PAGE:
What Is Strep A And What Are The Symptoms You Need To Know?

There has been a string of child deaths as a result of the infection.
Strep A is normally easy to treat but can lead to more dangerous conditions
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Strep A is normally easy to treat but can lead to more dangerous conditions

Parents are being urged to be aware of the signs of Strep A following a string of child deaths from the disease.

Downing Street has also told parents be on the “lookout” for symptoms with the UK Health Security Agency (UKHSA) warning that the figures for the disease are higher this year than the last two.

The latest figures today (Monday December 5) show that a seventh child has died of Strep A in recent weeks – since September six other children have lost their lives to the disease.

The UKHSA is acting to advise schools on how to combat outbreaks of the disease.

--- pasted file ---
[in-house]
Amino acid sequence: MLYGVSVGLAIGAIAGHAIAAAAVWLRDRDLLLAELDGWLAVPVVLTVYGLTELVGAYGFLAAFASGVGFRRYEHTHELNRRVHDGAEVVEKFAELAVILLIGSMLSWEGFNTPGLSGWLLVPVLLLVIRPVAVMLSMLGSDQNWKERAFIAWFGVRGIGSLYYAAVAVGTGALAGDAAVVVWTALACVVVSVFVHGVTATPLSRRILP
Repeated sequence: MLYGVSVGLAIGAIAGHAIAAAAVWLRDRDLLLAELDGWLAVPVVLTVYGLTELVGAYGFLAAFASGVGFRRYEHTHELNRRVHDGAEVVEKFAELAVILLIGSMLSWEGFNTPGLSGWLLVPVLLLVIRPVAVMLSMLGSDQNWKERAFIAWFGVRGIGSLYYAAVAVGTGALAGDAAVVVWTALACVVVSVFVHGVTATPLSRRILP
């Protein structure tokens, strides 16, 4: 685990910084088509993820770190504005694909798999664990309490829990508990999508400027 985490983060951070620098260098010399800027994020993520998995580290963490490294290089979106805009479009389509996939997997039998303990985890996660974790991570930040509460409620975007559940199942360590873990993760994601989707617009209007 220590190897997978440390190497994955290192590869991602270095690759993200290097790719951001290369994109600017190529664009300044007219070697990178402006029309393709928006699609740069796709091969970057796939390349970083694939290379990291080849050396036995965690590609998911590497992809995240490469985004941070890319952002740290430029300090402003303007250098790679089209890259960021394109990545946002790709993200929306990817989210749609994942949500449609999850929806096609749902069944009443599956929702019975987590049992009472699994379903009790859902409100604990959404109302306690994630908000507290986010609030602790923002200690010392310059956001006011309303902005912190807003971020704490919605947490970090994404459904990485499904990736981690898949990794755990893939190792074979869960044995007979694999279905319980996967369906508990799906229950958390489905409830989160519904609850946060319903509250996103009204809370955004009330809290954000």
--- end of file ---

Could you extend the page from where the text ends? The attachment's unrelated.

Strep A is normally easy to treat with a course of antibiotics, with Dr Yimmy Chow, health protection consultant at the UKHSA, advising: “Group A streptococcal infections usually result in mild illness, and information has been shared with parents and staff about the signs and symptoms.

“These include a sore throat, fever and minor skin infections and can be treated with a full course of antibiotics from the GP.”

Strep A is a relatively common bacterial infection which causes strep throat, tonsillitis and scarlet fever.

According to the NHS, symptoms for Strep A include:

  • pain when swallowing
  • fever
  • swollen tonsils with white patches
  • swollen neck glands
  • a high temperature
  • a skin rash

However, Strep AS can also, in rare cases, lead to a severe condition called invasive Group A Strep (IGAS).

IGAS occurs when the bacteria bypasses a body’s natural defences and can cause Streptococcal Toxic Shock Syndrome – which can be deadly.

Warning signs of invasive disease include:

  • fever (a high temperature above 38C)
  • severe muscle aches

The UK Health Security Agency advises: “Anyone with high fever, severe muscle aches, pain in one area of the body and unexplained vomiting or diarrhoea should call NHS 111 and seek medical help immediately.”